Korea’s back on top in shipbuilding
This is the first time since the first quarter of 2012 that Korean yards repositioned themselves as No. 1. The world’s shipbuilding industry has traditionally been dominated by Asian players: Japan, Korea and now China.
Shipbuilding orders hugely contracted in recent years as the industry suffered from oversupply, a weak financing market and lower freight rates. Falling crude price only worsened the situation as oil refineries began shrinking spending, either delaying or cancelling orders for drill ships and offshore production facilities.
Clarkson said world shipbuilding orders totaled 5.62 million compensated gross tonnage (CGT) in the first quarter, down by almost two thirds from the same period a year earlier, which it was 16.19 million CGT. When the volume is translated into the number of ships ordered, orders placed in the first three months of this year plunged by 74.6 percent year on year.
Korean shipbuilders - including top three players Hyundai Heavy Industries, Daewoo Shipbuilding and Marine Engineering and Samsung Heavy Industries - received orders for 2.31 million CGT, or 60 vessels, in the quarter ended March compared to Japan’s 1.62 million CGT, or 34 ships, and China’s 1.35 million CGT, or 79 units. Korea’s market share is 41 percent versus Japan’s 28.9 percent and China’s 24 percent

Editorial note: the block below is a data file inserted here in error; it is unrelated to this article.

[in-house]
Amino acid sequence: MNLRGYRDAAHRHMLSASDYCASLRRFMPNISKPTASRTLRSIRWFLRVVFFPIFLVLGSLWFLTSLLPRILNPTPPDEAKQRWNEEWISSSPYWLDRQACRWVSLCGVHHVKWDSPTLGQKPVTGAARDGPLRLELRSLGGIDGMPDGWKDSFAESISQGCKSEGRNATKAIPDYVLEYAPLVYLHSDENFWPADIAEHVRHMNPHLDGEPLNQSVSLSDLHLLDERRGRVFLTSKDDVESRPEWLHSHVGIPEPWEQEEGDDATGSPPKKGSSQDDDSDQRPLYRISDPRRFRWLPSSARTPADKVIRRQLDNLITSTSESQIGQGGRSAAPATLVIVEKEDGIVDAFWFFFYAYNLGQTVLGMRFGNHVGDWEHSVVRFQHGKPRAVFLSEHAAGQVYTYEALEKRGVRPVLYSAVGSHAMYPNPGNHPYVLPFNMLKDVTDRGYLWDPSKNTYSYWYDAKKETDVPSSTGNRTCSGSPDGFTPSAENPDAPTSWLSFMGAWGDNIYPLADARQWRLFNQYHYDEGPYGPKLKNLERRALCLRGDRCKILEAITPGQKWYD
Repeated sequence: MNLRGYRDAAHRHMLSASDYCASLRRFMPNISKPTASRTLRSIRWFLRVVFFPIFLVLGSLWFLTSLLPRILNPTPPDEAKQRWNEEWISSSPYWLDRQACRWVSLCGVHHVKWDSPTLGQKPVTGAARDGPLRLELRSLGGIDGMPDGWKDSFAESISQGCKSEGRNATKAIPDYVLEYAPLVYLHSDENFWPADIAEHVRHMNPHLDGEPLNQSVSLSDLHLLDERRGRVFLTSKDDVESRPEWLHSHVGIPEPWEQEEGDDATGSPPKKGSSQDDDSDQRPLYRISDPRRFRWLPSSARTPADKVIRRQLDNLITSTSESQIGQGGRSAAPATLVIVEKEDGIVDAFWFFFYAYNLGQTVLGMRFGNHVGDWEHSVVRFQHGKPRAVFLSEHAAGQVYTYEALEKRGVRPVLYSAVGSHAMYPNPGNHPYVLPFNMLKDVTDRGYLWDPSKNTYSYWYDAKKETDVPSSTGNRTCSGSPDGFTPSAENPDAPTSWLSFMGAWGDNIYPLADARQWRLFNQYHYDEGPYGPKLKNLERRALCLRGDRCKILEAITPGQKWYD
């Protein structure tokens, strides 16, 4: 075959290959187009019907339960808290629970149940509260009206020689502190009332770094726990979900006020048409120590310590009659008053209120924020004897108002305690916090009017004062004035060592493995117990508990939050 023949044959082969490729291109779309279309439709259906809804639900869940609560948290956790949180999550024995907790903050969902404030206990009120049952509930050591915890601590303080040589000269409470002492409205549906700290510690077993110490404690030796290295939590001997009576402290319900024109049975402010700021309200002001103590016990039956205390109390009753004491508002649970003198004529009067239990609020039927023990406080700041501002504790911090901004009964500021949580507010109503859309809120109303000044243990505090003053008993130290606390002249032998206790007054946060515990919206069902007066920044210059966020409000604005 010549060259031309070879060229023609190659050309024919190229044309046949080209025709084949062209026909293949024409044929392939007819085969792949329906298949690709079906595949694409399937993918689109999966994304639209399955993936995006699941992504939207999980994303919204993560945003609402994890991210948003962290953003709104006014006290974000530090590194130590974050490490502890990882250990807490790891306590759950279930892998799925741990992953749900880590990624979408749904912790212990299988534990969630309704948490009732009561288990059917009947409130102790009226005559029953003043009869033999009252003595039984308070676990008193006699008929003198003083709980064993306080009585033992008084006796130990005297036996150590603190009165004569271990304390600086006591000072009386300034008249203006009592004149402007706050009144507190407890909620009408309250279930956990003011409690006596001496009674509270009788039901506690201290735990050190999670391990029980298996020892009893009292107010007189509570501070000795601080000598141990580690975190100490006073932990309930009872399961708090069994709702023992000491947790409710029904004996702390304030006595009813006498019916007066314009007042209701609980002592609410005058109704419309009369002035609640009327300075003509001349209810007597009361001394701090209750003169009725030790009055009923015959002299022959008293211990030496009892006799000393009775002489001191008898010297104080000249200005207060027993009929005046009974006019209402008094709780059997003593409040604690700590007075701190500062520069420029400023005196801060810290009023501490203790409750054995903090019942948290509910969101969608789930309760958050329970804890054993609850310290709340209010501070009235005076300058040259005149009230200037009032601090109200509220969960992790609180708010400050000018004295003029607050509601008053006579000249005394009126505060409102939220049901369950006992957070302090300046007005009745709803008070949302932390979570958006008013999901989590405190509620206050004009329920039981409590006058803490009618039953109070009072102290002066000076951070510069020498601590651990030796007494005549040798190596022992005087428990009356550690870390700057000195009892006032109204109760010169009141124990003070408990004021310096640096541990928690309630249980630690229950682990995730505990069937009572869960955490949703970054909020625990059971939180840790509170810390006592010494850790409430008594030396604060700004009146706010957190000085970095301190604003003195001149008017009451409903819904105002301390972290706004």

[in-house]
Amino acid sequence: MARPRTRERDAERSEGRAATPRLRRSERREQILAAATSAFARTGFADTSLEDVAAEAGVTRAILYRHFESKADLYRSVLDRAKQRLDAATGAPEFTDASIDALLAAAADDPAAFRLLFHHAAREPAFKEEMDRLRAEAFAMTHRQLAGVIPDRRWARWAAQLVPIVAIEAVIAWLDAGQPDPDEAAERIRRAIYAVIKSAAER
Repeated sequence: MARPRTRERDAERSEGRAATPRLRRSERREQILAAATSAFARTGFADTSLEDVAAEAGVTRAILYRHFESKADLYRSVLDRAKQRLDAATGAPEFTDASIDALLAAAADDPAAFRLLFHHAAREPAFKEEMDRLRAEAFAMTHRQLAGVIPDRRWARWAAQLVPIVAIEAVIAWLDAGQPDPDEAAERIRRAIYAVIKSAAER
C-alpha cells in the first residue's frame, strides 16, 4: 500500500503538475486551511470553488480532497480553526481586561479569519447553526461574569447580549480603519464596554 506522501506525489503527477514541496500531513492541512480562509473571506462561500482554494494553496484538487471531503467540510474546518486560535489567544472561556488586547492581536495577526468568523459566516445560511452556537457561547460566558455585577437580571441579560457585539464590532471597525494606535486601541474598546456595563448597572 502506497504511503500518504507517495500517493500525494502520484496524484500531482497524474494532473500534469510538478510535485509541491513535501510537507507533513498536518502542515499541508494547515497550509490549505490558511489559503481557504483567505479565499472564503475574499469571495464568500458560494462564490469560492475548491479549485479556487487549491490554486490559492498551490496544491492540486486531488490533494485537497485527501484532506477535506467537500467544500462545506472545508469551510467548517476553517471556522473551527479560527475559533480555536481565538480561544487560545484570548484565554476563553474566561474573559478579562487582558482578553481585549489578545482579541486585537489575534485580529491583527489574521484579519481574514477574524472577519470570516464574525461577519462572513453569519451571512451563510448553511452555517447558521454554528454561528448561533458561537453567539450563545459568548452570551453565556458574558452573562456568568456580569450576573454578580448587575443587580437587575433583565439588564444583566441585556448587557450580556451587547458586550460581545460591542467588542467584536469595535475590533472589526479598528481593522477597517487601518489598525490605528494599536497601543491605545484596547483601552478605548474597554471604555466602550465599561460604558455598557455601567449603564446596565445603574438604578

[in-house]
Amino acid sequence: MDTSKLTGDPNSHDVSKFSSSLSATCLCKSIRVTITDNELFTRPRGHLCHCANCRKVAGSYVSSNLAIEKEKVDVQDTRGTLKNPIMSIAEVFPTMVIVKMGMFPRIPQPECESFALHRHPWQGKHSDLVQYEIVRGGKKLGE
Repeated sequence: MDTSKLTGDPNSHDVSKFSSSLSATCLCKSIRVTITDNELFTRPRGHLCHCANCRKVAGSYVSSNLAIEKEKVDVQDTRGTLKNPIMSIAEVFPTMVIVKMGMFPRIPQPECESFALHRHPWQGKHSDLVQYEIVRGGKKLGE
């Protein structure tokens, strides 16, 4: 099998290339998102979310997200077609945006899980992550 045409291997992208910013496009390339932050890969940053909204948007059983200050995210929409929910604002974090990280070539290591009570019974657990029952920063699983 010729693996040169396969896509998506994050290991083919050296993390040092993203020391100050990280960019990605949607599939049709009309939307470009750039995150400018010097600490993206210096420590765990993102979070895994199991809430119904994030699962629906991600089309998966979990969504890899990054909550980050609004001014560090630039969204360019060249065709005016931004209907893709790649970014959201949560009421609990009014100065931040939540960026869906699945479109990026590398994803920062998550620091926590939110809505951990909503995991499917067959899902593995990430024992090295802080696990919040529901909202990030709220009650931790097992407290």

The last time Korea took the top spot, in the first quarter of 2012, orders placed totaled 2.22 million CGT, trailed closely by China’s 2.02 CGT.
Korean shipbuilders’ return to the top is in part due to the fact that China has been struggling with continued low demand for dry bulk carriers, its key product. China buys almost half the world’s coal and ore, which those ships are used for. Its economy is expected to grow 7.2 percent this year, the slowest pace in 25 years.
The Barack Obama administration’s recent nuclear deal with Iran is expected to have a positive impact on the Korean shipbuilding industry, according to analysts.
“Iran is the second-largest economy in the Middle East following Saudi Arabia,” said Hong Jung-hwa, chief researcher at the Korea International Trade Association. “Iran’s economic recovery will propel construction orders as well as vehicles and consumer goods imports.”
If imports of Iranian crude oil and chemical products grow, the volume of goods traded between Korea and Iran is projected to increase. Expectations are high that it will lead to the virtuous cycle of a higher demand for vessels.
BY SEO JI-EUN [firstname.lastname@example.org]
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